Derulo, Posner give energized crowd a radio-friendly show

When done well, mainstream pop music is inescapably played everywhere, and it makes you want to do nothing more than dance and have a good time. This same radio-friendly music doesn’t always translate onto the stage.

On Tuesday, courtesy of the Activities Council, Mike Posner and Jason Derulo tried to prove that they, regardless of being super radio-friendly, can still put on a strong and talented show.

While neither were musically fantastic, the audience was certainly into it.

After Kelley James’ opening set, Posner took the stage. As the lights dimmed and a robotic, futuristic countdown started, one that referenced his debut CD, the crowd rushed near the stage.

Slowly, the countdown stopped and turned into Posner’s “Please Don’t Go.” The crowd immediately erupted in applause, throwing their hands up in excitement.

When Posner actually sang, he was decent, though it was often hard to distinguish what was real and what was tape. He didn’t dance but kept the crowd entertained by commanding them to jump, snap, clap, whatever matched with the song.

While he was the least talented performer of the night, he had the best stage presence, and the crowd ate up every bit of it.

Next on the setlist was “I Should’ve Cheated on You,” and in the middle of it, his backing band (two DJs) turned it into a dubstep remix. Once the song was over, he gave the audience the shout out they were waiting for.

“What the (expletive) is up Bradley? You ready to party with us?”

His vocals weren’t that strong, but his connection with the audience ran deep. Every time he stared into the crowd, another girl seemed to melt. By the time he covered R. Kelly’s “Ignition (Remix),” the crowd had turned into a full-on frat dance party.

To introduce his latest hit, “Bow Chicka Wow Wow,” Posner played some of Ginuwine’s “Pony,” and said when he was writing “Bow,” he was aiming to create “our generation’s ‘Pony.’” From the looks of the crowd, he succeeded. He even brought a girl up to the stage, dancing with her and giving her a giant teddy bear.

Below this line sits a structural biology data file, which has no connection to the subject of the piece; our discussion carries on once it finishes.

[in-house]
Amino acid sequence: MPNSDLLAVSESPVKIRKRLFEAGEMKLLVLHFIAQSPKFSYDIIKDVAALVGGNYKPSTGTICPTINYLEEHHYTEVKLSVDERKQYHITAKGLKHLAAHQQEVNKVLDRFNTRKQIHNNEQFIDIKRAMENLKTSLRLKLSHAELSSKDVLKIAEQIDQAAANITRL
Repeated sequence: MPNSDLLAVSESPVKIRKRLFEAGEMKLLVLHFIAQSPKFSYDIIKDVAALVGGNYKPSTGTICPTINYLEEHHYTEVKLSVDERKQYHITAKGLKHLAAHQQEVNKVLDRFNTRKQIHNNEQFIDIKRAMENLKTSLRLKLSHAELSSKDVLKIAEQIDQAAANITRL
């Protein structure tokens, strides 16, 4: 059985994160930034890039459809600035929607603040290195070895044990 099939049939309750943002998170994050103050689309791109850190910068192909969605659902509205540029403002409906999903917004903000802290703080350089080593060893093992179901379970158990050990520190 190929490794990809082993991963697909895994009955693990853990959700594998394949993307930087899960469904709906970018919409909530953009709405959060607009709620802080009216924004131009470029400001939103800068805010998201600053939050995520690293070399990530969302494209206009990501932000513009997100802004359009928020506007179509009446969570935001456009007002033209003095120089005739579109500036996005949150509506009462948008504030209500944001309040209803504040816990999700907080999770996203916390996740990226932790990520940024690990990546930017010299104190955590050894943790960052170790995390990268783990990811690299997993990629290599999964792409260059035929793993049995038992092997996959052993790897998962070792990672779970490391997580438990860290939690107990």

At one point, he showcased another skill, bringing out a giant drum covered in glitter and banged on it while singing lines of Adele’s “Rolling in the Deep.”

As every artist does, he gave a shout-out to his fans and talked about how he went to Duke, eliciting boos from the crowd. To get them back on his side, he said “Including Duke, Bradley is the (expleitive) craziest of them all.”

For his closer, he went with his first real hit, “Cooler Than Me,” during which he rocked a customized Bradley basketball jersey and tossed it out to some lucky ladies. The audience was reluctant to let him leave and waited for Derulo to begin.

The crowd’s anticipation and excitement was much duller for Derulo, who came out on an empty stage dancing with laser-like gloves. For his set, things were simple, merely him and sometimes two backup dancers.  

He kicked off with “The Sky is the Limit,” and though not executed perfectly, it was commendable to see him sing and dance. He also kept things fresh, performing the beginning part of “Whatchu Say” backed by an acoustic guitar before breaking into the real version.

One of his biggest cheers came for his set came during his introduction to an acoustic “Riding Solo,” a song he reprised later in the night for the full version.

He said, “Is there anyone that is single in the building? Well ladies, I’m single too.”

In an adventurous mood, one that went unappreciated by the audience, Derulo changed “Georgia on My Mind” to “Peoria on My Mind,” highlighting his vocal talents and slowing things down for a bit.

As far as an entire concert goes, Derulo seemed confused as to which way to go, as if he needs either more or less production.

But as the night went on, Derulo looked more comfortable. Showcasing his dance moves, Derulo covered both “SexyBack” and “Billie Jean,” and his performance of Michael Jackson’s hit was extremely impressive both dance-wise and vocally.

For his closer, Derulo chose “In My Head,” and the crowd was into it more than any other of his songs, possibly because he excitingly pulled off the splits.

Overall, neither performance was particularly stellar, but the crowd never lost interest. While neither broke musical barriers or was exceptionally innovative, a happy crowd can’t be all bad.

Some artists become transcendent when they take the stage – entertaining even the most lackluster fans. This concert didn’t do that – hardcore fans only – but for now, Derulo and Posner can rest easy in the crowd of radio-friendly music that isn’t terrible in person.